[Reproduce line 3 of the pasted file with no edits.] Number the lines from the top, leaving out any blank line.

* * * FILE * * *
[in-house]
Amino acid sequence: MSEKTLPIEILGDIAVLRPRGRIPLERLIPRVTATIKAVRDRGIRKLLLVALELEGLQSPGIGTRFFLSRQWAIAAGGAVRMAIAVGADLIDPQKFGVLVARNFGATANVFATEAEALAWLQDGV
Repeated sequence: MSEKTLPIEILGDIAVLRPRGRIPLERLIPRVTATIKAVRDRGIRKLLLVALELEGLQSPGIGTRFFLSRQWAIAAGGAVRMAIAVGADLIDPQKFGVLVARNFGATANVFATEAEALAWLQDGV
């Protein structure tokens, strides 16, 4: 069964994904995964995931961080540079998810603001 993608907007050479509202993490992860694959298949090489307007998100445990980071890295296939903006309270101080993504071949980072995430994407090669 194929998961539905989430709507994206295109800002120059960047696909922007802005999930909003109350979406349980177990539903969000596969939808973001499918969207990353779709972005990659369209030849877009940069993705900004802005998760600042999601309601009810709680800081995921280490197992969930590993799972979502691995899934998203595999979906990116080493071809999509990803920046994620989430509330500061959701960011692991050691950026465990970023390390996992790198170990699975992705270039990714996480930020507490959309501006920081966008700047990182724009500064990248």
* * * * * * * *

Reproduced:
Repeated sequence: MSEKTLPIEILGDIAVLRPRGRIPLERLIPRVTATIKAVRDRGIRKLLLVALELEGLQSPGIGTRFFLSRQWAIAAGGAVRMAIAVGADLIDPQKFGVLVARNFGATANVFATEAEALAWLQDGV